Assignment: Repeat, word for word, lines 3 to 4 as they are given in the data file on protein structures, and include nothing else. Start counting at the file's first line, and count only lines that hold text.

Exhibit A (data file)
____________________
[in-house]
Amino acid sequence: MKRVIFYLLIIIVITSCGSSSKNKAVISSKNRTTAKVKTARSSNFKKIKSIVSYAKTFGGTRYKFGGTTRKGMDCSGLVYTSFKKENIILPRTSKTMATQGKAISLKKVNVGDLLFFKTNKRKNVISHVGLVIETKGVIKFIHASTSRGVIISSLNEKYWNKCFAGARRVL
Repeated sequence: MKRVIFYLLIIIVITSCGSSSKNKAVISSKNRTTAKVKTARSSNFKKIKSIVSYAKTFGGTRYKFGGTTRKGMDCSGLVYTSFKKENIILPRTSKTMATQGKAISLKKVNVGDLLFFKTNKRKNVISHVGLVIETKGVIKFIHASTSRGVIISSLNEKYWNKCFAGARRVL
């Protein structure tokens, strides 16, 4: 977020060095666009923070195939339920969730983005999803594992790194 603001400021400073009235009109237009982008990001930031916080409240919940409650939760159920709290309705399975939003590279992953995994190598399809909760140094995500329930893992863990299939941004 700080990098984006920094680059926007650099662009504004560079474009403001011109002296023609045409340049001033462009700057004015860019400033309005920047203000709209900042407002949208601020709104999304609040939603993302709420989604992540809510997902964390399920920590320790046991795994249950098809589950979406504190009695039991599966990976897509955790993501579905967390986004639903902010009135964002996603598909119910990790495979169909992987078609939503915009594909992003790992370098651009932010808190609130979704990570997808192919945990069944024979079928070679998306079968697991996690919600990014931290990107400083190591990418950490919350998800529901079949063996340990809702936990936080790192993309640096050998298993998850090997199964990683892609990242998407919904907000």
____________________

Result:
Repeated sequence: MKRVIFYLLIIIVITSCGSSSKNKAVISSKNRTTAKVKTARSSNFKKIKSIVSYAKTFGGTRYKFGGTTRKGMDCSGLVYTSFKKENIILPRTSKTMATQGKAISLKKVNVGDLLFFKTNKRKNVISHVGLVIETKGVIKFIHASTSRGVIISSLNEKYWNKCFAGARRVL
């Protein structure tokens, strides 16, 4: 977020060095666009923070195939339920969730983005999803594992790194 603001400021400073009235009109237009982008990001930031916080409240919940409650939760159920709290309705399975939003590279992953995994190598399809909760140094995500329930893992863990299939941004 700080990098984006920094680059926007650099662009504004560079474009403001011109002296023609045409340049001033462009700057004015860019400033309005920047203000709209900042407002949208601020709104999304609040939603993302709420989604992540809510997902964390399920920590320790046991795994249950098809589950979406504190009695039991599966990976897509955790993501579905967390986004639903902010009135964002996603598909119910990790495979169909992987078609939503915009594909992003790992370098651009932010808190609130979704990570997808192919945990069944024979079928070679998306079968697991996690919600990014931290990107400083190591990418950490919350998800529901079949063996340990809702936990936080790192993309640096050998298993998850090997199964990683892609990242998407919904907000």